Updated from 3:46 p.m. EST
Despite its bulging current order book,
showed more signs Thursday that it is being impacted by the global recession.
The company said its orders fell 72% in January and also disclosed that it may slow production in 2010.
"Our 2009 financial guidance considers the risk that we might have to make modest production cuts starting in 2010," CFO James Bell told an investor conference.
It was the first time that Boeing has acknowledged the possibility of production cuts, said Scott Hamilton, publisher of an online newsletter that monitors aircraft manufacturers. "At last week's earnings call, Boeing was more ambiguous about this," Hamilton said.
As for January orders, Boeing said it received just 18, down from 65 a year earlier, according to a posting on its Web site.
In his presentation, Bell said that the "weakening global economy (is) adversely affecting air traffic growth" and that Boeing is taking steps to address the problem, including its plan, announced last week, to reduce its workforce by 6% or 10,000 positions during 2009.
Boeing has a backlog of $352 billion, or five times its annual revenue, including $279 billion in commercial aircraft orders. When the previous slowdown occurred, following the Sept. 11 terrorist attacks, the commercial-aircraft backlog was $83 billion, Bell said.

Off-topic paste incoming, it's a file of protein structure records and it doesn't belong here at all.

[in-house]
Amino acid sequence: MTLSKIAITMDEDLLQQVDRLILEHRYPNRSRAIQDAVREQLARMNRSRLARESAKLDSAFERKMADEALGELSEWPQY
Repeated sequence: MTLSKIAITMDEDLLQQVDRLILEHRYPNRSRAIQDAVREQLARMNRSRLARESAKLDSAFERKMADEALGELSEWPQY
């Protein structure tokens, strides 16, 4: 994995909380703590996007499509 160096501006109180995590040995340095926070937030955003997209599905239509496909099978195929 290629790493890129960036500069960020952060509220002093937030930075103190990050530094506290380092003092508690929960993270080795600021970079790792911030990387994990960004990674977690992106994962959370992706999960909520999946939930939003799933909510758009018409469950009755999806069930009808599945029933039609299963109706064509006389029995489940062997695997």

However, deferrals are increasing after eight cancellations and 110 deferrals in 2008, he said. While most of the 2008 deferrals were from U.S. carriers, who were quick to scale back growth in the face of high fuel costs, Boeing expects to see more foreign carriers scale back this year.
As an example of what is happening at airlines, even cargo airlines,
said Tuesday that it is reviewing whether to defer its aircraft deliveries. UPS is scheduled to take delivery this year of five aircraft -- three 747-400s and two 767-300s, including a 747 it agreed to defer from late 2008 due to the strike against Boeing by the International Association of Machinists. (UPS also agreed to defer a 767 delivery from 2009 to 2010.)
Asked whether UPS might push back aircraft deliveries, CFO Kurt CFO Kurt Kuehn responded: "If it makes sense to defer out, we'll certainly talk with Boeing and other providers." However, Kuehn also noted that UPS wants to replace its aging DC-8 fleet and that it has sufficient cash to pay for new airplanes.